Monthly Archives: June 2014

The Bleeding Edge of Game Development

Some days I feel like I’m stuck inside Flash.  By Flash, I’m referring to the internet development software by Adobe.  It’s considered by many to be “old school”, since Flash is not supported by mobile devices and is gradually losing it’s place as the leader of internet game development software.

I’ve attended countless game development conferences over the past six years, and one thing I hear over and over, is that Flash is dead.  Well, it sort of is.  But I like Adobe’s software, as it allows me to build multi-platform native apps for iOS, Android, PC and Mac devices.  All in a single click.  I can’t imagine how expensive and time-consuming it would be to teach myself five different programming languages for five different types of game development software.

If it ‘aint broke, don’t fix it.  The problem with using Flash for my games is performance.  The primary complaint that I hear is from Android device users, any time one of my games displays a weather effect. It’s a small deal, one that I can either fix, optimize, or work around.

Try blue! It's the new red!

Try blue! It’s the new red!

What I really hate are the bleeding-edge enthusiasts who insist that any development software that is more than two years old is garbage.  When I tell people that I use Flash Pro and Flash Builder, they say, “Flash?  Flash is dead.  You should be using XYZ software.  It’s cooler.”  Believe me, I’ve tried.  I’ve tried using Starling, a powerful code library that was used to make the online version of Angry Birds.  I’ve used xCode for iOS development, which is fantastic, but I can only use it for one platform (I’m currently developing for four).  Unity Pro looks incredible, but it’s not without it’s own performance issues, and is really intended for 3D content.  I’m anticipating using this software for a 3D “Tower View” version of Airport Madness some time in 2015.

There are several things I hate about trying to exist on the cutting edge.  For starters, the cutting edge is always moving.  So if I go out and buy XYZ Development Software for $2000, there’s no guarantee it will still be in style a year from now.  And since it’s new software, it’s bound to have technical bugs.  And when I need help, there isn’t much community around me to help.  Most people are using yesterday’s software.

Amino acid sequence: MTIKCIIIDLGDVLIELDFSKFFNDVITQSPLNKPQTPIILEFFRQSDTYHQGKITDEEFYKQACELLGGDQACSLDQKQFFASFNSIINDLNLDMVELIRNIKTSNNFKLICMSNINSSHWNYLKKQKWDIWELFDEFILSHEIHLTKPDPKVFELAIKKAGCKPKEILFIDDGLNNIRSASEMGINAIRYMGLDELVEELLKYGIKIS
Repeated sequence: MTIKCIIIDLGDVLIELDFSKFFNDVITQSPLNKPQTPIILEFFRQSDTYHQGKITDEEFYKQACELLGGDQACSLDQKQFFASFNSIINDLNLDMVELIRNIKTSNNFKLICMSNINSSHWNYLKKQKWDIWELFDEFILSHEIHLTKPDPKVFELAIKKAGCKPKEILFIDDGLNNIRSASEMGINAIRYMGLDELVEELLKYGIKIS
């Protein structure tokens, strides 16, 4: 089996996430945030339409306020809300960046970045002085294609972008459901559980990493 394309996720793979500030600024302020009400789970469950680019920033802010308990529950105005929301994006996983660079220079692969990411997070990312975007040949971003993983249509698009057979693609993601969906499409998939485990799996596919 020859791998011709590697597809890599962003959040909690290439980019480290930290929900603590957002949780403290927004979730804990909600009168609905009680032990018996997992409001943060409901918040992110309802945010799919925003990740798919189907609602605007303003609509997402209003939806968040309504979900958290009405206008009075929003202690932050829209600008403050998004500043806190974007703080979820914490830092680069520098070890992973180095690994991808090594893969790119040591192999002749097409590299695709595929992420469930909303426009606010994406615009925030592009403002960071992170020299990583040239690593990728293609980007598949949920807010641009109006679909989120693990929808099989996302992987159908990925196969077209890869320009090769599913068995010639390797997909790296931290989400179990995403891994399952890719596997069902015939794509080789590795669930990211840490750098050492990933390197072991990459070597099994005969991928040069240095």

Screen Shot 2014-06-20 at 11.20.48 AM

The image above is a screenshot of me building shadows for the airplanes of Airport Madness: World Edition. Very old-school methods, but they work. I try not to be stubborn about things.  When the day comes that Flash Technology truly starts to suck for me, I’ll toss it like a week-old banana.  But presently, it’s perfect for what I’m doing.

Moving Forward With Our Games

The past year has been a great deal of fun and work for me.  I’ve tried a number of different game ideas, and have learned a great deal about the game industry.  Aside from learning that I must stick to my current niche market that is air traffic control games, I’ve also realized that the market has moved to mobile.  Sure, there are many who still download and play games on their PC or Mac, and many who realize that ours are more suited to such devices, but getting our games into Google Play and the App Store was a wise move.

Um… this is highly  unlikely.

I’ve made five Airport Madness games so far, the sixth currently in production.  Airport Madness World Edition and Radar Chaos World Edition were originally intended to have three, possibly four versions.  However, at this time I am considering launching only a single version of these games, but offering some lifespan to them, by continually adding on.